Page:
Water Agriculture Water & Agriculture

2.0 1.5 1.0 0.5 0.0 1980/81 1982/83 1984/851986/871988/891990/911992/931994/951996/971998/992000/012002/03

Figure 3.8: Public Sector Expenditures as % of total PSDP

35.0

Percent of total PSDP

30.0 25.0 20.0 15.0 10.0 5.0 0.0

Water Agriculture Water & Agriculture

1980/811982/831984/851986/871988/891990/91 1992/931994/951996/97 1998/992000/01 2002/03

40

The Ministry of Water and Power and the Indus River System Authority (IRSA) are jointly commissioning a study to determine the flow required below the Kotri barrage for ecological/environmental needs and for preventing seawater intrusion.

41

Surface water supplies bring an estimated 33 million tons of salt each year into the irrigated areas of the Indus plain, and a further 28 million tons are added from groundwater from tubewells. Only a small fraction of the total salt is carried out of the basin by the Indus River below Kotri Barrage or the Left Bank Outfall Drain (LBOD) in Sindh.

57

attention was given to water conservation and effectiveness of water use, is not sustainable . 3.47 An optimal water strategy must emphasize all the following elements:

§ Supply expansion: storage expansion (Mangla, Bhasha, and/or Kalabagh), small dams, improvements in diversion capacity and function, improvements in overall system operation § System expansion: external expansion (three canals), internal expansion by remodeling and extension of existing Canal Command Areas (CCAs). § Management: on-farm water management interventions (watercourse lining and land leveling, for example), supply management (rehabilitation and modernization, flood protection, improvements in operations and maintenance versus new investments), improved water allocations and scheduling, improved equity at system and distribution levels, groundwater management, incentives, introduction of new agriculture and irrigation technology, effective access to markets, improved knowledge and information, human resource development and research § Sustainability and environment: waterlogging and salinity, reducing drainable surplus, water quality, safeguarding ecology below the Kotri Barrage § Productivity: cropping patterns, water rights and markets, water pricing § Governance and institutional reform: improved public service and accountability, cost reduction, decentralization, empowerment of users 3.48 The optimal water strategy for Pakistan's integrated Indus Basin System is technically complex. The trade-offs among the set of alternatives and complements (storage, conservation, reservoir scheduling policy, estuary maintenance policy, sSystem expansion) are not simple because of the varying degrees of capital lumpiness, the uncertainty of costs and benefits, and the dependence of benefits and costs on the sequencing of investments. In addition to the technical complexity, the integrated system includes a cascade of upper and lower riparians, which introduces political economy considerations in the choice of the optimal strategy. To address this technical-cum-political complexity, it is essential that provincial governments (lower and upper riparians) as well as intraprovincial stakeholders (system rehabilitation versus system expansion) engage in extensive dialogue to agree on the framework and the rules for sharing the resource and the costs and benefits. This framework may be formalized as water and drainage accords to permit investment choice and sequencing. 3.49 On storage, the decision to raise Mangla Dam appears sound because the increased storage capacity will have a reasonable probability (71 percent) of filling each year. Also, it is the only option available to the government in the next five to seven years. 3.50 The decision to accelerate the feasibility of Basha Dam is also an important step in resolving the political impasse on Kalabagh. Much more work needs to be done, however, during the next year to deal with the political economy and technical questions before Pakistan is ready to propose a large storage project to donors for financial support. Political consensus needs to be built on the sequencing of storage projects, assisted by good economic studies that will throw light on the options available for operation of new reservoirs. The technical choices between water releases for the agriculture sector and electricity generation and the management options for releases in rabi versus early kharif must be debated and settled as a part of the decision to build additional storage. This dialogue will, on the one hand, clarify the economic and political rationales for future storage and, on the other hand, help minimize future conflicts among provinces and in canal commands within provinces.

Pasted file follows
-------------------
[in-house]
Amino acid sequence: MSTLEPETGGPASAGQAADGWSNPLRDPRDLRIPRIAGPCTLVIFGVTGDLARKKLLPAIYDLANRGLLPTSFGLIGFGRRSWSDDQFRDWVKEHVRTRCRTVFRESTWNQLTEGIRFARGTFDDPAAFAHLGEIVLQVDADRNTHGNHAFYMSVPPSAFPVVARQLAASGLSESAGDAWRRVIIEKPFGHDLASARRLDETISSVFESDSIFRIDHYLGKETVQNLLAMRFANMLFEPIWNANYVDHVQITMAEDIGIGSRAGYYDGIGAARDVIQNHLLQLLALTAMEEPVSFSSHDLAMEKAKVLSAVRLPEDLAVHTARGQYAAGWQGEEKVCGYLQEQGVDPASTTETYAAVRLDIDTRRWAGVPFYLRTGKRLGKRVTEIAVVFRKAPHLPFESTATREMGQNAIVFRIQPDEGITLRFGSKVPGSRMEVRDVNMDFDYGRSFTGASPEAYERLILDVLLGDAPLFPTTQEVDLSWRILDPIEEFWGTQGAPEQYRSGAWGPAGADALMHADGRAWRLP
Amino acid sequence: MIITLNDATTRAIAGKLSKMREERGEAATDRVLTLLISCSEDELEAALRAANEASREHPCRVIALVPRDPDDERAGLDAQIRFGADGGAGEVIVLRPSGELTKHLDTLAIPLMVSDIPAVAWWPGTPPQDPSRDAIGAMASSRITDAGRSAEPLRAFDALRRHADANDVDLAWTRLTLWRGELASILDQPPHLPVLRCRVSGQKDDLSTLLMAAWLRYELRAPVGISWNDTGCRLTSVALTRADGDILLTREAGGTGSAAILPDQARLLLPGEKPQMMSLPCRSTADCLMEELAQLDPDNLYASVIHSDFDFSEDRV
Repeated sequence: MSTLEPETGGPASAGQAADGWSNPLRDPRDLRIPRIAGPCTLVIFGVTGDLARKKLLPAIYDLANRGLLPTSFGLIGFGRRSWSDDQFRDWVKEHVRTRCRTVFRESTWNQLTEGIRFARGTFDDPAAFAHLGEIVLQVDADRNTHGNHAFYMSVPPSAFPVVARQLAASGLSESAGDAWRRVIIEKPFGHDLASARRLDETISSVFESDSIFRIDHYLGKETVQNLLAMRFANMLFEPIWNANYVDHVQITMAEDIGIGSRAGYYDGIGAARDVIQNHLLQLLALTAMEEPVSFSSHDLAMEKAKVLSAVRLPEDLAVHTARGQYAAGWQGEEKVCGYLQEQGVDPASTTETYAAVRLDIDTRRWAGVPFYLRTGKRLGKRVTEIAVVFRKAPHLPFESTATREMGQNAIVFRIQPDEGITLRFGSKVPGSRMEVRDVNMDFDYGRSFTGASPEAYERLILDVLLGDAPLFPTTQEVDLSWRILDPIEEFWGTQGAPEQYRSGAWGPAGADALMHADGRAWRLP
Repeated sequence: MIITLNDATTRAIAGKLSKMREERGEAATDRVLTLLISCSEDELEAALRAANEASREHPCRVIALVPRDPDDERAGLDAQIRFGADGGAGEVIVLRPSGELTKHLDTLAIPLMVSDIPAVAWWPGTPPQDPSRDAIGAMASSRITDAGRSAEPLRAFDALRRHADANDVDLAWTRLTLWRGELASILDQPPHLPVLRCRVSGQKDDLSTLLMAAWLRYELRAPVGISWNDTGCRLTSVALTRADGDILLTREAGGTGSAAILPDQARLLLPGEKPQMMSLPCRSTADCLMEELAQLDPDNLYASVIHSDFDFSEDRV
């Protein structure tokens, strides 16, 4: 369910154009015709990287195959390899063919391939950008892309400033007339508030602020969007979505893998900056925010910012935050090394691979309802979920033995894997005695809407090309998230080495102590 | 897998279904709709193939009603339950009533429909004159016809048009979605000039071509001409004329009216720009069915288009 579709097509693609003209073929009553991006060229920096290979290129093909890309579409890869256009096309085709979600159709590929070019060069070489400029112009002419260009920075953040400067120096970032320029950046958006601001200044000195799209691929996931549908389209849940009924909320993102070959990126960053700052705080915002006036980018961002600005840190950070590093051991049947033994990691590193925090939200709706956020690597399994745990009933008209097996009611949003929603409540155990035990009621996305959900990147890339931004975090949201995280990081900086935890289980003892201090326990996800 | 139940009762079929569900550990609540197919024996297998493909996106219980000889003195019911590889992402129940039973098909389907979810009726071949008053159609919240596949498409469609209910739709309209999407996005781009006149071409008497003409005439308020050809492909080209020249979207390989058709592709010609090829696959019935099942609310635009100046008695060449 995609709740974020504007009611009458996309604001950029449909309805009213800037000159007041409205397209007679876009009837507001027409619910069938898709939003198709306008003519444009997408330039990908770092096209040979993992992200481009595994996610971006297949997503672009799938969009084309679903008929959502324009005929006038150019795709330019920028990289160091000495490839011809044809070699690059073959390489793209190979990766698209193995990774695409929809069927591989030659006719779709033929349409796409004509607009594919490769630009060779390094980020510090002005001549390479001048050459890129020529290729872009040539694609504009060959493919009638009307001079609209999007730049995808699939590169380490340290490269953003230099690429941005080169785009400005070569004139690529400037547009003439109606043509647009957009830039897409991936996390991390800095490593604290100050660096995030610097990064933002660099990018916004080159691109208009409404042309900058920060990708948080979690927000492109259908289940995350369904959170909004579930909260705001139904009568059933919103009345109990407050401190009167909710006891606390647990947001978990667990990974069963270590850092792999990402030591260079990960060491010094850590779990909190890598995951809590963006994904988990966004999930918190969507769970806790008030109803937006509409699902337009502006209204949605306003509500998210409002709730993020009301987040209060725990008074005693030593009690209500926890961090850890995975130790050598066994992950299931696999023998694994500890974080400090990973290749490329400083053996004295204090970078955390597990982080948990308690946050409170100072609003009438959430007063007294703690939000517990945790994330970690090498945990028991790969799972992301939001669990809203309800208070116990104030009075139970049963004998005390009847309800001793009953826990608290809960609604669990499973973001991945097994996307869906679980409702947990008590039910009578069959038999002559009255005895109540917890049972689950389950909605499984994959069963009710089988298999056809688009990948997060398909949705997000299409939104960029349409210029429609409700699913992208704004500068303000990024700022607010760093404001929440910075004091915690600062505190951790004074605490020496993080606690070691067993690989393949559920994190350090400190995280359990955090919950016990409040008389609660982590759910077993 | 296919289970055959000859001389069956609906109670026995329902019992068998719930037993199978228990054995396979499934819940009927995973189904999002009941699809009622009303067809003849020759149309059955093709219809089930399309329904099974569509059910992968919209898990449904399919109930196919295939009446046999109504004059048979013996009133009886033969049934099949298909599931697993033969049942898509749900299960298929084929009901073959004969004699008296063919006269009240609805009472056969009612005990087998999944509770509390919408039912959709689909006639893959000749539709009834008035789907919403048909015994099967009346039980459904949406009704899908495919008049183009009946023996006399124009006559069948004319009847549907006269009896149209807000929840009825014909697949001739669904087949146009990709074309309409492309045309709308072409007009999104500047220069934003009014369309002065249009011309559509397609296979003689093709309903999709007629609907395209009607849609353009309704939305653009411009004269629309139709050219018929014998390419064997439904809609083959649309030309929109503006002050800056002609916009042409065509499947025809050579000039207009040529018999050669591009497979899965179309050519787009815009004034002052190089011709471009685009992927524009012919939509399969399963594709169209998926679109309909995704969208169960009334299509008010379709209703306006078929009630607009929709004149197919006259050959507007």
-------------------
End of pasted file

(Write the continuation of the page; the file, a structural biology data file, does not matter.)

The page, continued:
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Figure 3.9: Depletion of Existing Storage and Planned Augmentation

19.2

Basha Dam (2016) Original Storage Capacity 5. 7

18

15.6

(Tarbela + Mangla + Chashma)

14.8

2.9

13.5 12.8

Capacity (MAF)

12.8 11.9

Mangla Raising (2008)

11.7 10.4

Series1 Series2 Series3

Storage

1976

1980

1984

1988

1992

1996

2000 Years

2004

2008

2012

2016

2020

2024